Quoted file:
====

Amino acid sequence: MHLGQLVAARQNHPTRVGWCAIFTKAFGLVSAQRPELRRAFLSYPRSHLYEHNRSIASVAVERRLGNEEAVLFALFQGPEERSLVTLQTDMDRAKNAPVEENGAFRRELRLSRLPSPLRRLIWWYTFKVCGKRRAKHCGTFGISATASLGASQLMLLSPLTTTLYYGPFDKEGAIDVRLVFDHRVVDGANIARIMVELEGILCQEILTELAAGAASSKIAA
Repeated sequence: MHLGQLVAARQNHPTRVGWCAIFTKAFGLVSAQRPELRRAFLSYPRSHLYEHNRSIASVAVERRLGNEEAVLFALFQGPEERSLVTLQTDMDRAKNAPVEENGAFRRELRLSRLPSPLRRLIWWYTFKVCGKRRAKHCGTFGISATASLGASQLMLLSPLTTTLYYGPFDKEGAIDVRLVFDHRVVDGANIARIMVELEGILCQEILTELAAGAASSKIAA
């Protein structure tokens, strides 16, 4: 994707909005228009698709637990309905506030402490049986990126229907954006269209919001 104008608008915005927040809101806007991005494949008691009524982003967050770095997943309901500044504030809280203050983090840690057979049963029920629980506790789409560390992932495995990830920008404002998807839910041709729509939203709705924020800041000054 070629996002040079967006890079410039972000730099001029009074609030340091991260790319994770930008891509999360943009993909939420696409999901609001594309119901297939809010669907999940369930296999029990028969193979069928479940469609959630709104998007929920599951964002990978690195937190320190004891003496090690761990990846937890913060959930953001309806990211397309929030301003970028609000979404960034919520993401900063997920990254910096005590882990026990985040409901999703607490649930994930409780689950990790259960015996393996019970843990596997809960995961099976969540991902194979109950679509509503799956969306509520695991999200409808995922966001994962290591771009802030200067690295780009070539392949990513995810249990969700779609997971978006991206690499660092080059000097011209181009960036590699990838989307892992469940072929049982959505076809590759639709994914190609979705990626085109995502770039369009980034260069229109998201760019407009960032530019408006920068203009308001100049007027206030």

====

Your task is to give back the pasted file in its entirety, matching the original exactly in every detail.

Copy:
Amino acid sequence: MHLGQLVAARQNHPTRVGWCAIFTKAFGLVSAQRPELRRAFLSYPRSHLYEHNRSIASVAVERRLGNEEAVLFALFQGPEERSLVTLQTDMDRAKNAPVEENGAFRRELRLSRLPSPLRRLIWWYTFKVCGKRRAKHCGTFGISATASLGASQLMLLSPLTTTLYYGPFDKEGAIDVRLVFDHRVVDGANIARIMVELEGILCQEILTELAAGAASSKIAA
Repeated sequence: MHLGQLVAARQNHPTRVGWCAIFTKAFGLVSAQRPELRRAFLSYPRSHLYEHNRSIASVAVERRLGNEEAVLFALFQGPEERSLVTLQTDMDRAKNAPVEENGAFRRELRLSRLPSPLRRLIWWYTFKVCGKRRAKHCGTFGISATASLGASQLMLLSPLTTTLYYGPFDKEGAIDVRLVFDHRVVDGANIARIMVELEGILCQEILTELAAGAASSKIAA
């Protein structure tokens, strides 16, 4: 994707909005228009698709637990309905506030402490049986990126229907954006269209919001 104008608008915005927040809101806007991005494949008691009524982003967050770095997943309901500044504030809280203050983090840690057979049963029920629980506790789409560390992932495995990830920008404002998807839910041709729509939203709705924020800041000054 070629996002040079967006890079410039972000730099001029009074609030340091991260790319994770930008891509999360943009993909939420696409999901609001594309119901297939809010669907999940369930296999029990028969193979069928479940469609959630709104998007929920599951964002990978690195937190320190004891003496090690761990990846937890913060959930953001309806990211397309929030301003970028609000979404960034919520993401900063997920990254910096005590882990026990985040409901999703607490649930994930409780689950990790259960015996393996019970843990596997809960995961099976969540991902194979109950679509509503799956969306509520695991999200409808995922966001994962290591771009802030200067690295780009070539392949990513995810249990969700779609997971978006991206690499660092080059000097011209181009960036590699990838989307892992469940072929049982959505076809590759639709994914190609979705990626085109995502770039369009980034260069229109998201760019407009960032530019408006920068203009308001100049007027206030």